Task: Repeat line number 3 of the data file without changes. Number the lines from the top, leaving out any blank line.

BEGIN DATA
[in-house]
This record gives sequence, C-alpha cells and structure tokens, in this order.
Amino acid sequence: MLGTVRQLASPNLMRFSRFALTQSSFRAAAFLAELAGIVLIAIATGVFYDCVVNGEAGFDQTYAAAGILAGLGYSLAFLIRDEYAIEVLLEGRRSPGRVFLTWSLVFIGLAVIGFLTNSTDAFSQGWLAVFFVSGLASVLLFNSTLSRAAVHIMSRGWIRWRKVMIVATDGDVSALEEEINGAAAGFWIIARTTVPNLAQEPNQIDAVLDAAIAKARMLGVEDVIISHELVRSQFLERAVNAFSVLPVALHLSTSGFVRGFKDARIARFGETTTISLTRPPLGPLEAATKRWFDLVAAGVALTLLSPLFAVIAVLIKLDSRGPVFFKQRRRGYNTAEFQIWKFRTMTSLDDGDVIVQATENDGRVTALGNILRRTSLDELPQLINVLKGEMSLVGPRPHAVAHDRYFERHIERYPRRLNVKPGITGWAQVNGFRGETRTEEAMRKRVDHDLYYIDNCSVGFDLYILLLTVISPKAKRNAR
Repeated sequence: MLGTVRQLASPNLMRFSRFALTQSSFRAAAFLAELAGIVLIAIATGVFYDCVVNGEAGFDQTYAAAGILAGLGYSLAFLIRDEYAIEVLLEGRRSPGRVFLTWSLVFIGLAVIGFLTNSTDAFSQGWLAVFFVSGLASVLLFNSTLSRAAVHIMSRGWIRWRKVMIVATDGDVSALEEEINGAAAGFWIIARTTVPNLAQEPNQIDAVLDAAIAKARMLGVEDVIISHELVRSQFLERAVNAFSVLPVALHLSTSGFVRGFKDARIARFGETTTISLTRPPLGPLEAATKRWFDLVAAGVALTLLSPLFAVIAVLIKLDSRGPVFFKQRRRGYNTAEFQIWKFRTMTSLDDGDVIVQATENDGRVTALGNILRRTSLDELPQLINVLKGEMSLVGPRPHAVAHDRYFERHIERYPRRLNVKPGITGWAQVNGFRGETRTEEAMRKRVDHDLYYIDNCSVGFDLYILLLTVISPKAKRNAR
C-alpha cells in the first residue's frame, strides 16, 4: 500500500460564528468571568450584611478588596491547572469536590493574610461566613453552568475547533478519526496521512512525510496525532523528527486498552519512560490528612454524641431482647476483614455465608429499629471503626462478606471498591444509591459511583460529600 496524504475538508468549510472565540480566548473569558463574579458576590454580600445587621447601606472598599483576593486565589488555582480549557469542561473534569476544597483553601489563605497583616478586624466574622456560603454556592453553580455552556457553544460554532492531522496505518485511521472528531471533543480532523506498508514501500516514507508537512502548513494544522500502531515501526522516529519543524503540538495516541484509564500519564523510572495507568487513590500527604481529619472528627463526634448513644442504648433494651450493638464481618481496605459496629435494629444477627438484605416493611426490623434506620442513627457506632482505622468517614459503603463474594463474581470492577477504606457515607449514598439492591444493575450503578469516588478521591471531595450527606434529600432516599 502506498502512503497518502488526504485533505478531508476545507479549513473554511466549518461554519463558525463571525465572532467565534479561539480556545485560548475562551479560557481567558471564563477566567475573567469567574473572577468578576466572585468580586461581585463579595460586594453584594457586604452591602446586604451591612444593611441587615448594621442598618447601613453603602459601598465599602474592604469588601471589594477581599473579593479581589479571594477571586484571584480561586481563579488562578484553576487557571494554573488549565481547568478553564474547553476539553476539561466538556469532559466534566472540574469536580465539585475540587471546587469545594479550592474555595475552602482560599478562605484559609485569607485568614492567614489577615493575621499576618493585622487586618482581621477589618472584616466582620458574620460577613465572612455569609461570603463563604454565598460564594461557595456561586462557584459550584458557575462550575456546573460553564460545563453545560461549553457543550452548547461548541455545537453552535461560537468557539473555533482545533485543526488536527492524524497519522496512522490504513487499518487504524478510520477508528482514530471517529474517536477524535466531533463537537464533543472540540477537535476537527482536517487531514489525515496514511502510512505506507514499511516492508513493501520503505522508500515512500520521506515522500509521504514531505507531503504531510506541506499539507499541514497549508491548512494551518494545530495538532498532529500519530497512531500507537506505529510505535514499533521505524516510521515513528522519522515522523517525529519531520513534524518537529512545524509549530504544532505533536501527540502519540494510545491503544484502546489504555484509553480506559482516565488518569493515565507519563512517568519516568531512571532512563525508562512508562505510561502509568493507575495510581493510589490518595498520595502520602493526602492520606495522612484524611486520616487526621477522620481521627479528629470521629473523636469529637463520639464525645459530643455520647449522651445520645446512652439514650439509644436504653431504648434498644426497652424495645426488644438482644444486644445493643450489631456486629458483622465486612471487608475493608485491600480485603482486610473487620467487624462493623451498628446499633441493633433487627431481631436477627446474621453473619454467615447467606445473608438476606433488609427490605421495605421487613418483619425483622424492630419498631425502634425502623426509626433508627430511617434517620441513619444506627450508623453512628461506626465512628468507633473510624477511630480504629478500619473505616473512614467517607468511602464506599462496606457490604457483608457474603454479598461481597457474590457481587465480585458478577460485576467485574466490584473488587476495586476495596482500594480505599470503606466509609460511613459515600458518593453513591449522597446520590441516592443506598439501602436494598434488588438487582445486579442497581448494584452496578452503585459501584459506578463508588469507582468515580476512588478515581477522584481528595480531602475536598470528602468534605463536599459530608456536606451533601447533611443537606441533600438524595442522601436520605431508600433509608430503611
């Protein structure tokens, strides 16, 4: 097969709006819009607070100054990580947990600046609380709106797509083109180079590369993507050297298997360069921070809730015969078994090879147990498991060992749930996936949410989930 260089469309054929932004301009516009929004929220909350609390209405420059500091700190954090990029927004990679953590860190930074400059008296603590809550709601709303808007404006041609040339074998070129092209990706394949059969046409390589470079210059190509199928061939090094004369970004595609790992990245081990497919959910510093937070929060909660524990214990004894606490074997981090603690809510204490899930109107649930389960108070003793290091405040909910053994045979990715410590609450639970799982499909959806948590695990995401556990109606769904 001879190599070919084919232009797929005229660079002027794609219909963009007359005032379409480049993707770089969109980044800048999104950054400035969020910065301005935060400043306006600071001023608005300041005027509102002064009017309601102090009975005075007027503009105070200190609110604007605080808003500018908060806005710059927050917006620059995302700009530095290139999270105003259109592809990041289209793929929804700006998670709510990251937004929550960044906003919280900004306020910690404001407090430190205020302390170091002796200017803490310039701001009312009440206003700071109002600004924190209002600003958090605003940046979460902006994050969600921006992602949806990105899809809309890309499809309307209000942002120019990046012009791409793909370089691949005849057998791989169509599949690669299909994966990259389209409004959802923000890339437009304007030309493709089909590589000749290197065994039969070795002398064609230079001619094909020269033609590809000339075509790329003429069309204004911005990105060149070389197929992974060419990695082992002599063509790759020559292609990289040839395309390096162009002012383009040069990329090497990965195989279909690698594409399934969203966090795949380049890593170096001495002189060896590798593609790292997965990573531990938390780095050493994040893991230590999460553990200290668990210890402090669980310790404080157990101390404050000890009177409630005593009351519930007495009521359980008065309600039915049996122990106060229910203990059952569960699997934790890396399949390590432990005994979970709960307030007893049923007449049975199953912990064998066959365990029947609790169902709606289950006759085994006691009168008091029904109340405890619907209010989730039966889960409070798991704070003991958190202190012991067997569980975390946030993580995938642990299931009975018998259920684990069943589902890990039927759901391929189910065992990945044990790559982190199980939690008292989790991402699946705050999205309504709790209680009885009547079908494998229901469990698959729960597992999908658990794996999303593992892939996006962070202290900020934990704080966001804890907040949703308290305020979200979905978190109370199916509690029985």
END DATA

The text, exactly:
Amino acid sequence: MLGTVRQLASPNLMRFSRFALTQSSFRAAAFLAELAGIVLIAIATGVFYDCVVNGEAGFDQTYAAAGILAGLGYSLAFLIRDEYAIEVLLEGRRSPGRVFLTWSLVFIGLAVIGFLTNSTDAFSQGWLAVFFVSGLASVLLFNSTLSRAAVHIMSRGWIRWRKVMIVATDGDVSALEEEINGAAAGFWIIARTTVPNLAQEPNQIDAVLDAAIAKARMLGVEDVIISHELVRSQFLERAVNAFSVLPVALHLSTSGFVRGFKDARIARFGETTTISLTRPPLGPLEAATKRWFDLVAAGVALTLLSPLFAVIAVLIKLDSRGPVFFKQRRRGYNTAEFQIWKFRTMTSLDDGDVIVQATENDGRVTALGNILRRTSLDELPQLINVLKGEMSLVGPRPHAVAHDRYFERHIERYPRRLNVKPGITGWAQVNGFRGETRTEEAMRKRVDHDLYYIDNCSVGFDLYILLLTVISPKAKRNAR